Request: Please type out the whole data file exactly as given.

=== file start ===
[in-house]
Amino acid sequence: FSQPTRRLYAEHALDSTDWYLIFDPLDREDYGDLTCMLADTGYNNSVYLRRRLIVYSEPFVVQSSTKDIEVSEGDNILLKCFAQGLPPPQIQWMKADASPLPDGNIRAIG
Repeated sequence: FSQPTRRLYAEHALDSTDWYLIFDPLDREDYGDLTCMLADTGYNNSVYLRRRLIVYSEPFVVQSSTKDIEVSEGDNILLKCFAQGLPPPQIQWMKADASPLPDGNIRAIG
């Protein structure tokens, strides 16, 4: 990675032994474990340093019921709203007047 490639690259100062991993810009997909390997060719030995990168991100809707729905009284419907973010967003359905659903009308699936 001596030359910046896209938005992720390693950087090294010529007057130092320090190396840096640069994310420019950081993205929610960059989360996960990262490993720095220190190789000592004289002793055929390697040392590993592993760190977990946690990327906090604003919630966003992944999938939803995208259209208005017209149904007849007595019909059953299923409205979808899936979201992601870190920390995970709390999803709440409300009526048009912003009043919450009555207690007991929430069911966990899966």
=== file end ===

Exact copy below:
[in-house]
Amino acid sequence: FSQPTRRLYAEHALDSTDWYLIFDPLDREDYGDLTCMLADTGYNNSVYLRRRLIVYSEPFVVQSSTKDIEVSEGDNILLKCFAQGLPPPQIQWMKADASPLPDGNIRAIG
Repeated sequence: FSQPTRRLYAEHALDSTDWYLIFDPLDREDYGDLTCMLADTGYNNSVYLRRRLIVYSEPFVVQSSTKDIEVSEGDNILLKCFAQGLPPPQIQWMKADASPLPDGNIRAIG
């Protein structure tokens, strides 16, 4: 990675032994474990340093019921709203007047 490639690259100062991993810009997909390997060719030995990168991100809707729905009284419907973010967003359905659903009308699936 001596030359910046896209938005992720390693950087090294010529007057130092320090190396840096640069994310420019950081993205929610960059989360996960990262490993720095220190190789000592004289002793055929390697040392590993592993760190977990946690990327906090604003919630966003992944999938939803995208259209208005017209149904007849007595019909059953299923409205979808899936979201992601870190920390995970709390999803709440409300009526048009912003009043919450009555207690007991929430069911966990899966």